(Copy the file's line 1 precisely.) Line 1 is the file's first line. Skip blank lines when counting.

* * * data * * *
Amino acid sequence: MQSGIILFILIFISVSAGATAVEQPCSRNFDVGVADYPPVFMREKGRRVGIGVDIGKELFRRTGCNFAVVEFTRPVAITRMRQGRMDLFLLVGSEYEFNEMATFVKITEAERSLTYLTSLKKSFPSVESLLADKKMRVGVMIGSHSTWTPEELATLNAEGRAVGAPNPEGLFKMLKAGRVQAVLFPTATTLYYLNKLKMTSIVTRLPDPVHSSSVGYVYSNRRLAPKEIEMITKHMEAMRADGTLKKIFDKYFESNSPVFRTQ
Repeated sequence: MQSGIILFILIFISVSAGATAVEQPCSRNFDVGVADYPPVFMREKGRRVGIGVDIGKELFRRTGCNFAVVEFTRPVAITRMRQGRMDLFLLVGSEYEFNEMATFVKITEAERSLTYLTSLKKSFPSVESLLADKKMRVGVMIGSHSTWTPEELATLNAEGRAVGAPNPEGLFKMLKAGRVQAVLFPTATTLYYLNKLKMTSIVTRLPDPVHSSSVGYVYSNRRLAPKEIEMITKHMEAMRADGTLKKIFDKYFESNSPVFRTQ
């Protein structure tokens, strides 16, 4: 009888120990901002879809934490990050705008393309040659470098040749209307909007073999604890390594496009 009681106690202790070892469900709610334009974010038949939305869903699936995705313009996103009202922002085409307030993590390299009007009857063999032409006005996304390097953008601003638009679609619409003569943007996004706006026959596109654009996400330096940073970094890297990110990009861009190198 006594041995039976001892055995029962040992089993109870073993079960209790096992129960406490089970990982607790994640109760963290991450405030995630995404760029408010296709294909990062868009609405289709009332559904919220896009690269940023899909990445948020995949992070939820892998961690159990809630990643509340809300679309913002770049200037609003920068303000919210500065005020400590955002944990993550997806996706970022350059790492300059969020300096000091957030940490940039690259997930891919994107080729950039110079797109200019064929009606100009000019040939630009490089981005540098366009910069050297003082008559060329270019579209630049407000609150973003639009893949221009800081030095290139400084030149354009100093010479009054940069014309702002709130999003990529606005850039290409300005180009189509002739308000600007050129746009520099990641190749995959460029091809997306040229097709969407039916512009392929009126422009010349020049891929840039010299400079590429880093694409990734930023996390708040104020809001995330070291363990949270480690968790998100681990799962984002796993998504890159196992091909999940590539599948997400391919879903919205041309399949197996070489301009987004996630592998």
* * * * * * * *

Amino acid sequence: MQSGIILFILIFISVSAGATAVEQPCSRNFDVGVADYPPVFMREKGRRVGIGVDIGKELFRRTGCNFAVVEFTRPVAITRMRQGRMDLFLLVGSEYEFNEMATFVKITEAERSLTYLTSLKKSFPSVESLLADKKMRVGVMIGSHSTWTPEELATLNAEGRAVGAPNPEGLFKMLKAGRVQAVLFPTATTLYYLNKLKMTSIVTRLPDPVHSSSVGYVYSNRRLAPKEIEMITKHMEAMRADGTLKKIFDKYFESNSPVFRTQ